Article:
Podcast #128: We chat with Kent C Dodds about why he loves React and discuss what life was like in the dark days before Git. Listen now.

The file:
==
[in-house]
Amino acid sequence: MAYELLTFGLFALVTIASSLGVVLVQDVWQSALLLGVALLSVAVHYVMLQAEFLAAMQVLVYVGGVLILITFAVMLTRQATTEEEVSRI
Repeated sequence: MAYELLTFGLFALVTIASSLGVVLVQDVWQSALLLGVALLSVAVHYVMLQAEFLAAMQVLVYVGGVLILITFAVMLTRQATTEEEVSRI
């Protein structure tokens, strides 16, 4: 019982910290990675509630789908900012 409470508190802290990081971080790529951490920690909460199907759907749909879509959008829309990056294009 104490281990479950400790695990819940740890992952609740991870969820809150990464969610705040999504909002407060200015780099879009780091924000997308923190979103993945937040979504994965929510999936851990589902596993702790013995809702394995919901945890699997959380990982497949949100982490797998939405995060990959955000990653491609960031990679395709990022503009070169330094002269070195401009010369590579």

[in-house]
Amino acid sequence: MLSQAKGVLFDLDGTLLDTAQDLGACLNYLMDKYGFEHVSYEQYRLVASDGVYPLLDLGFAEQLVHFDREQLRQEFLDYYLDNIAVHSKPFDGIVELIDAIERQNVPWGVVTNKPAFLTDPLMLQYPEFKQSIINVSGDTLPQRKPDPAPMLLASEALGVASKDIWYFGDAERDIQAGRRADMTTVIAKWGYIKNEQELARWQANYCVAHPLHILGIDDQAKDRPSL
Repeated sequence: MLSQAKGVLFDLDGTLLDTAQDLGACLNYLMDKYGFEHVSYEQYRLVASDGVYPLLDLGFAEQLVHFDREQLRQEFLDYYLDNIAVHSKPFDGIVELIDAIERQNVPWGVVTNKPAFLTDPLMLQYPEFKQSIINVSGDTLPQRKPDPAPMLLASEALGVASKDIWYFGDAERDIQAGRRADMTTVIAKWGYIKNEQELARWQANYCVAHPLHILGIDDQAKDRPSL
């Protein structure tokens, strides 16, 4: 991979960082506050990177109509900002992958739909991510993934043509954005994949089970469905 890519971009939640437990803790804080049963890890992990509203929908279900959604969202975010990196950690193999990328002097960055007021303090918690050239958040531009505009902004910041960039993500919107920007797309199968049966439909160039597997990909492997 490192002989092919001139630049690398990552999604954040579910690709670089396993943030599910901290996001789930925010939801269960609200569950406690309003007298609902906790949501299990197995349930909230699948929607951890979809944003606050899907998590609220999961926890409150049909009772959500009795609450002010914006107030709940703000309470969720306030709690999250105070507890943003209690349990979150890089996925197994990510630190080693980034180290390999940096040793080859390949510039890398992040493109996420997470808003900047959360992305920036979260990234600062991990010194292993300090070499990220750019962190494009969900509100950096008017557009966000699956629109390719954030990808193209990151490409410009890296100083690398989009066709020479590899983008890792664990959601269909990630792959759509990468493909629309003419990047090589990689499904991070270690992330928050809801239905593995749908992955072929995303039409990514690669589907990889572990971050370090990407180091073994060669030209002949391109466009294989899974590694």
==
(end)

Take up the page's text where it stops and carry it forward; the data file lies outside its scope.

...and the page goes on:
6 added 5 characters in body edited May 22 '18 at 11:38 Tim♦ 71.4k1414 gold badges152152 silver badges254254 bronze badges TLDR; Posterior probability is just the conditional probability that is outputted by the Bayes theorem. There is nothing special about it, it does not differ anyhow from any other conditional probability, it just has it's own name. The Bayes theorem is about obtaining one conditional probability $$P(A|B)$$, given another one $$P(B|A)$$ and the prior $$P(A)$$, $$\underbrace{P(A|B)}_\text{posterior}=\frac{P(B|A)\,\overbrace{P(A)}^\text{prior}}{P(B)}$$ So in the equation we have two random variables $$A$$ and $$B$$ and their conditional and marginal probabilities, that's all. Prior $$P(A)$$ is the probability of $$A$$ "before" learning about $$B$$, while posterior $$P(A|B)$$ is the probability of $$A$$ "after" learning about $$B$$, where the "before" and "after" refer to your procedure of calculating the probabilities, not any chronological order. The naming convention is that the left hand side is the posterior, while the prior appears in the right hand side part. Using Bayes theorem you can easily switch the sides back and forth (that's the point of the theorem). The usual use case is when you know only $$P(B|A)$$ and $$P(A)$$, but you don't know $$P(A|B)$$ and want to learn about it. Here you can find nice example of such usage of Bayes theorem. The specific case is Bayesian inference, where we use Bayes theorem to learn about the distribution of the parameter of interest $$\theta$$ given the data $$X$$, i.e. obtain the posterior distribution $$f(\theta|X)$$. This is achieved by looking at the likelihood function (that looks at the "evidence" you gathered) and the prior (the distribution of $$\theta$$ that is assumed before looking at the data). $$\underbrace{f(\theta|X)}_\text{posterior}=\frac{\overbrace{f(X|\theta)}^\text{likelihood}\,\overbrace{f(\theta)}^\text{prior}}{\underbrace{f(X)}_\text{normalizing constant}}$$ The most basic example of such usage of Bayes theorem is the beta-binomial model, but Bayesian inference is not only about probabilities of coin tosses, for example you can use it to do regression analysis and many other, even much more complicated, models. To comment on your last question: Doesn't "posterior" have something to do with the chronology of events (their order of happening in time)? Not at all. You can ask a valid probabilistic question is reverse time order, e.g. "What is the probability that it was raining in the morning given that the ground is wet?". TLDR; Posterior probability is just the conditional probability that is outputted by the Bayes theorem. There is nothing special about it, it does not differ anyhow from any other conditional probability, it just has it's own name. The Bayes theorem is about obtaining one conditional probability $$P(A|B)$$, given another one $$P(B|A)$$ and the prior $$P(A)$$, $$\underbrace{P(A|B)}_\text{posterior}=\frac{P(B|A)\,\overbrace{P(A)}^\text{prior}}{P(B)}$$ So in the equation we have two random variables $$A$$ and $$B$$ and their conditional and marginal probabilities, that's all. Prior $$P(A)$$ is the probability of $$A$$ "before" learning about $$B$$, while posterior $$P(A|B)$$ is the probability of $$A$$ "after" learning about $$B$$, where the "before" and "after" refer to your procedure of calculating the probabilities, not any chronological order. The naming convention is that the left hand side is the posterior, while the prior appears in the right hand side part. Using Bayes theorem you can easily switch the sides back and forth (that's the point of the theorem). The usual use case is when you know $$P(B|A)$$ and $$P(A)$$, but you don't know $$P(A|B)$$ and want to learn about it. Here you can find nice example of such usage of Bayes theorem. The specific case is Bayesian inference, where we use Bayes theorem to learn about the distribution of the parameter of interest $$\theta$$ given the data $$X$$, i.e. obtain the posterior distribution $$f(\theta|X)$$. This is achieved by looking at the likelihood function (that looks at the "evidence" you gathered) and the prior (the distribution of $$\theta$$ that is assumed before looking at the data). $$\underbrace{f(\theta|X)}_\text{posterior}=\frac{\overbrace{f(X|\theta)}^\text{likelihood}\,\overbrace{f(\theta)}^\text{prior}}{\underbrace{f(X)}_\text{normalizing constant}}$$ The most basic example of such usage of Bayes theorem is the beta-binomial model, but Bayesian inference is not only about probabilities of coin tosses, for example you can use it to do regression analysis and many other, even much more complicated, models. To comment on your last question: Doesn't "posterior" have something to do with the chronology of events (their order of happening in time)? Not at all. You can ask a valid probabilistic question is reverse time order, e.g. "What is the probability that it was raining in the morning given that the ground is wet?". TLDR; Posterior probability is just the conditional probability that is outputted by the Bayes theorem. There is nothing special about it, it does not differ anyhow from any other conditional probability, it just has it's own name. The Bayes theorem is about obtaining one conditional probability $$P(A|B)$$, given another one $$P(B|A)$$ and the prior $$P(A)$$, $$\underbrace{P(A|B)}_\text{posterior}=\frac{P(B|A)\,\overbrace{P(A)}^\text{prior}}{P(B)}$$ So in the equation we have two random variables $$A$$ and $$B$$ and their conditional and marginal probabilities, that's all. Prior $$P(A)$$ is the probability of $$A$$ "before" learning about $$B$$, while posterior $$P(A|B)$$ is the probability of $$A$$ "after" learning about $$B$$, where the "before" and "after" refer to your procedure of calculating the probabilities, not any chronological order. The naming convention is that the left hand side is the posterior, while the prior appears in the right hand side part. Using Bayes theorem you can easily switch the sides back and forth (that's the point of the theorem). The usual use case is when you know only $$P(B|A)$$ and $$P(A)$$, but you don't know $$P(A|B)$$ and want to learn about it. Here you can find nice example of such usage of Bayes theorem. The specific case is Bayesian inference, where we use Bayes theorem to learn about the distribution of the parameter of interest $$\theta$$ given the data $$X$$, i.e. obtain the posterior distribution $$f(\theta|X)$$. This is achieved by looking at the likelihood function (that looks at the "evidence" you gathered) and the prior (the distribution of $$\theta$$ that is assumed before looking at the data). $$\underbrace{f(\theta|X)}_\text{posterior}=\frac{\overbrace{f(X|\theta)}^\text{likelihood}\,\overbrace{f(\theta)}^\text{prior}}{\underbrace{f(X)}_\text{normalizing constant}}$$ The most basic example of such usage of Bayes theorem is the beta-binomial model, but Bayesian inference is not only about probabilities of coin tosses, for example you can use it to do regression analysis and many other, even much more complicated, models. To comment on your last question: Doesn't "posterior" have something to do with the chronology of events (their order of happening in time)? Not at all. You can ask a valid probabilistic question is reverse time order, e.g. "What is the probability that it was raining in the morning given that the ground is wet?". 5 added 127 characters in body edited May 22 '18 at 11:25 Tim♦ 71.4k1414 gold badges152152 silver badges254254 bronze badges First thing to notice,TLDR; Posterior probability is just the factconditional probability that you useis outputted by the Bayes theorem. There is nothing special about it, it does not make the calculation Bayesiandiffer anyhow from any other conditional probability, it just has it's own name.  The Bayes theorem is a theorem about obtaining one conditional probability $$P(A|B)$$, given another one $$P(B|A)$$ and athe prior $$P(A)$$, $$\underbrace{P(A|B)}_\text{posterior}=\frac{P(B|A)\,\overbrace{P(A)}^\text{prior}}{P(B)}$$ So in the equation we have two random variables $$A$$ and $$B$$ and their conditional and marginal probabilities, that's all. Prior $$P(A)$$ is the probability of $$A$$ "before" learning about $$B$$, while posterior $$P(A|B)$$ is the probability of $$A$$ "after" learning about $$B$$, where the "before" and "after" refer to your procedure of calculating the probabilities, not any chronological order. The naming convention is that the left hand side is the posterior, while the prior appears in the right hand side part. Using Bayes theorem you can easily switch the sides back and forth (that's the point of the theorem). The usual use case is when you know $$P(B|A)$$ and $$P(A)$$, but you don't know $$P(A|B)$$ and want to learn about it. Here you can find nice example of such usage of Bayes theorem. The specific case is Bayesian inference, where we use Bayes theorem to learn about the distribution of the parameter of interest $$\theta$$ given the data $$X$$, i.e. obtain the posterior distribution $$f(\theta|X)$$. This is achieved by looking at the likelihood function (that looks at the "evidence" you gathered) and the prior (the distribution of $$\theta$$ that is assumed before looking at the data). $$\underbrace{f(\theta|X)}_\text{posterior}=\frac{\overbrace{f(X|\theta)}^\text{likelihood}\,\overbrace{f(\theta)}^\text{prior}}{\underbrace{f(X)}_\text{normalizing constant}}$$ The most basic example of such usage of Bayes theorem is the beta-binomial model, but Bayesian inference is not only about probabilities of coin tosses, for example you can use it to do regression analysis and many other, even much more complicated, models. To comment on your last question: Doesn't "posterior" have something to do with the chronology of events (their order of happening in time)? Not at all. You can ask a valid probabilistic question is reverse time order, e.g. "What is the probability that it was raining in the morning given that the ground is wet?". First thing to notice, is the fact that you use Bayes theorem does not make the calculation Bayesian. The Bayes theorem is a theorem about obtaining one conditional probability $$P(A|B)$$, given another one $$P(B|A)$$ and a prior $$P(A)$$, $$\underbrace{P(A|B)}_\text{posterior}=\frac{P(B|A)\,\overbrace{P(A)}^\text{prior}}{P(B)}$$ So in the equation we have two random variables $$A$$ and $$B$$ and their conditional and marginal probabilities, that's all. Prior $$P(A)$$ is the probability of $$A$$ "before" learning about $$B$$, while posterior $$P(A|B)$$ is the probability of $$A$$ "after" learning about $$B$$, where the "before" and "after" refer to your procedure of calculating the probabilities, not any chronological order. The naming convention is that the left hand side is the posterior, while the prior appears in the right hand side part. Using Bayes theorem you can easily switch the sides back and forth (that's the point of the theorem). The usual use case is when you know $$P(B|A)$$ and $$P(A)$$, but you don't know $$P(A|B)$$ and want to learn about it. Here you can find nice example of such usage of Bayes theorem. The specific case is Bayesian inference, where we use Bayes theorem to learn about the distribution of the parameter of interest $$\theta$$ given the data $$X$$, i.e. obtain the posterior distribution $$f(\theta|X)$$. This is achieved by looking at the likelihood function (that looks at the "evidence" you gathered) and the prior (the distribution of $$\theta$$ that is assumed before looking at the data). $$\underbrace{f(\theta|X)}_\text{posterior}=\frac{\overbrace{f(X|\theta)}^\text{likelihood}\,\overbrace{f(\theta)}^\text{prior}}{\underbrace{f(X)}_\text{normalizing constant}}$$ The most basic example of such usage of Bayes theorem is the beta-binomial model, but Bayesian inference is not only about probabilities of coin tosses, for example you can use it to do regression analysis and many other, even much more complicated, models. To comment on your last question: Doesn't "posterior" have something to do with the chronology of events (their order of happening in time)? Not at all. You can ask a valid probabilistic question is reverse time order, e.g. "What is the probability that it was raining in the morning given that the ground is wet?". TLDR; Posterior probability is just the conditional probability that is outputted by the Bayes theorem. There is nothing special about it, it does not differ anyhow from any other conditional probability, it just has it's own name.  The Bayes theorem is about obtaining one conditional probability $$P(A|B)$$, given another one $$P(B|A)$$ and the prior $$P(A)$$, $$\underbrace{P(A|B)}_\text{posterior}=\frac{P(B|A)\,\overbrace{P(A)}^\text{prior}}{P(B)}$$ So in the equation we have two random variables $$A$$ and $$B$$ and their conditional and marginal probabilities, that's all. Prior $$P(A)$$ is the probability of $$A$$ "before" learning about $$B$$, while posterior $$P(A|B)$$ is the probability of $$A$$ "after" learning about $$B$$, where the "before" and "after" refer to your procedure of calculating the probabilities, not any chronological order. The naming convention is that the left hand side is the posterior, while the prior appears in the right hand side part. Using Bayes theorem you can easily switch the sides back and forth (that's the point of the theorem). The usual use case is when you know $$P(B|A)$$ and $$P(A)$$, but you don't know $$P(A|B)$$ and want to learn about it. Here you can find nice example of such usage of Bayes theorem. The specific case is Bayesian inference, where we use Bayes theorem to learn about the distribution of the parameter of interest $$\theta$$ given the data $$X$$, i.e. obtain the posterior distribution $$f(\theta|X)$$. This is achieved by looking at the likelihood function (that looks at the "evidence" you gathered) and the prior (the distribution of $$\theta$$ that is assumed before looking at the data). $$\underbrace{f(\theta|X)}_\text{posterior}=\frac{\overbrace{f(X|\theta)}^\text{likelihood}\,\overbrace{f(\theta)}^\text{prior}}{\underbrace{f(X)}_\text{normalizing constant}}$$ The most basic example of such usage of Bayes theorem is the beta-binomial model, but Bayesian inference is not only about probabilities of coin tosses, for example you can use it to do regression analysis and many other, even much more complicated, models. To comment on your last question: Doesn't "posterior" have something to do with the chronology of events (their order of happening in time)? Not at all. You can ask a valid probabilistic question is reverse time order, e.g. "What is the probability that it was raining in the morning given that the ground is wet?". 4 deleted 2 characters in body edited May 22 '18 at 11:11 Tim♦ 71.4k1414 gold badges152152 silver badges254254 bronze badges First thing to notice, is the fact that you use Bayes theorem does not make the calculation Bayesian. The Bayes theorem is a theorem about obtaining one conditional probability $$P(A|B)$$, given another one $$P(B|A)$$ and a prior $$P(A)$$, $$\underbrace{P(A|B)}_\text{posterior}=\frac{P(B|A)\,\overbrace{P(A)}^\text{prior}}{P(B)}$$ So in the equation we have two random variables $$A$$ and $$B$$ and their conditional and marginal probabilities, that's all. Prior $$P(A)$$ is the probability of $$A$$ "before" learning about $$B$$, while posterior $$P(A|B)$$ is the probability of $$A$$ "after" learning about $$B$$, where the "before" and "after" refer to your procedure of calculating the probabilities, not any chronological order. The naming convention is that the left hand side is the posterior, while the prior appears in the right hand side part. Using Bayes theorem you can easily switch the sides back and forth (that's the point of the theorem). The usual use case is when you know $$P(B|A)$$ and $$P(A)$$, but you don't know $$P(A|B)$$ and want to learn about it. Here you can find nice example of such usage of Bayes theorem. The different storyspecific case is Bayesian inference, where we use Bayes theorem to learn about the distribution of the parameter of interest $$\theta$$ given the data $$X$$, i.e. obtain the posterior distribution $$f(\theta|X)$$. This is achieved by looking at the likelihood function (that looks at the "evidence" you gathered) and the prior (the distribution of $$\theta$$ that is assumed before looking at the data). $$\underbrace{f(\theta|X)}_\text{posterior}=\frac{\overbrace{f(X|\theta)}^\text{likelihood}\,\overbrace{f(\theta)}^\text{prior}}{\underbrace{f(X)}_\text{normalizing constant}}$$ The most basic example of such usage of Bayes theorem is the beta-binomial model, but Bayesian inference is not only about probabilities of coin tosses, for example you can use it to do regression analysis and many other, even much more complicated, models. To comment on your last question: Doesn't "posterior" have something to do with the chronology of events (their order of happening in time)? Not at all. You can ask a valid probabilistic question is reverse time order, e.g. "What is the probability that it was raining in the morning given that the ground is wet?". First thing to notice, is the fact that you use Bayes theorem does not make the calculation Bayesian. The Bayes theorem is a theorem about obtaining one conditional probability $$P(A|B)$$, given another one $$P(B|A)$$ and a prior $$P(A)$$, $$\underbrace{P(A|B)}_\text{posterior}=\frac{P(B|A)\,\overbrace{P(A)}^\text{prior}}{P(B)}$$ So in the equation we have two random variables $$A$$ and $$B$$ and their conditional and marginal probabilities, that's all. Prior $$P(A)$$ is the probability of $$A$$ "before" learning about $$B$$, while posterior $$P(A|B)$$ is the probability of $$A$$ "after" learning about $$B$$, where the "before" and "after" refer to your procedure of calculating the probabilities, not any chronological order. The naming convention is that the left hand side is the posterior, while the prior appears in the right hand side part. Using Bayes theorem you can easily switch the sides back and forth (that's the point of the theorem). The usual use case is when you know $$P(B|A)$$ and $$P(A)$$, but you don't know $$P(A|B)$$ and want to learn about it. Here you can find nice example of such usage of Bayes theorem. The different story is Bayesian inference, where we use Bayes theorem to learn about the distribution of the parameter of interest $$\theta$$ given the data $$X$$, i.e. obtain the posterior distribution $$f(\theta|X)$$. This is achieved by looking at the likelihood function (that looks at the "evidence" you gathered) and the prior (the distribution of $$\theta$$ that is assumed before looking at the data). $$\underbrace{f(\theta|X)}_\text{posterior}=\frac{\overbrace{f(X|\theta)}^\text{likelihood}\,\overbrace{f(\theta)}^\text{prior}}{\underbrace{f(X)}_\text{normalizing constant}}$$ The most basic example of such usage of Bayes theorem is the beta-binomial model, but Bayesian inference is not only about probabilities of coin tosses, for example you can use it to do regression analysis and many other, even much more complicated, models. To comment on your last question: Doesn't "posterior" have something to do with the chronology of events (their order of happening in time)? Not at all. You can ask a valid probabilistic question is reverse time order, e.g. "What is the probability that it was raining in the morning given that the ground is wet?". First thing to notice, is the fact that you use Bayes theorem does not make the calculation Bayesian. The Bayes theorem is a theorem about obtaining one conditional probability $$P(A|B)$$, given another one $$P(B|A)$$ and a prior $$P(A)$$, $$\underbrace{P(A|B)}_\text{posterior}=\frac{P(B|A)\,\overbrace{P(A)}^\text{prior}}{P(B)}$$ So in the equation we have two random variables $$A$$ and $$B$$ and their conditional and marginal probabilities, that's all. Prior $$P(A)$$ is the probability of $$A$$ "before" learning about $$B$$, while posterior $$P(A|B)$$ is the probability of $$A$$ "after" learning about $$B$$, where the "before" and "after" refer to your procedure of calculating the probabilities, not any chronological order. The naming convention is that the left hand side is the posterior, while the prior appears in the right hand side part. Using Bayes theorem you can easily switch the sides back and forth (that's the point of the theorem). The usual use case is when you know $$P(B|A)$$ and $$P(A)$$, but you don't know $$P(A|B)$$ and want to learn about it. Here you can find nice example of such usage of Bayes theorem. The specific case is Bayesian inference, where we use Bayes theorem to learn about the distribution of the parameter of interest $$\theta$$ given the data $$X$$, i.e. obtain the posterior distribution $$f(\theta|X)$$. This is achieved by looking at the likelihood function (that looks at the "evidence" you gathered) and the prior (the distribution of $$\theta$$ that is assumed before looking at the data). $$\underbrace{f(\theta|X)}_\text{posterior}=\frac{\overbrace{f(X|\theta)}^\text{likelihood}\,\overbrace{f(\theta)}^\text{prior}}{\underbrace{f(X)}_\text{normalizing constant}}$$ The most basic example of such usage of Bayes theorem is the beta-binomial model, but Bayesian inference is not only about probabilities of coin tosses, for example you can use it to do regression analysis and many other, even much more complicated, models. To comment on your last question: Doesn't "posterior" have something to do with the chronology of events (their order of happening in time)? Not at all. You can ask a valid probabilistic question is reverse time order, e.g. "What is the probability that it was raining in the morning given that the ground is wet?". 3 added 378 characters in body edited May 22 '18 at 10:14 Tim♦ 71.4k1414 gold badges152152 silver badges254254 bronze badges 2 added 627 characters in body edited May 22 '18 at 10:03 Tim♦ 71.4k1414 gold badges152152 silver badges254254 bronze badges 1 answered May 22 '18 at 9:51 Tim♦ 71.4k1414 gold badges152152 silver badges254254 bronze badges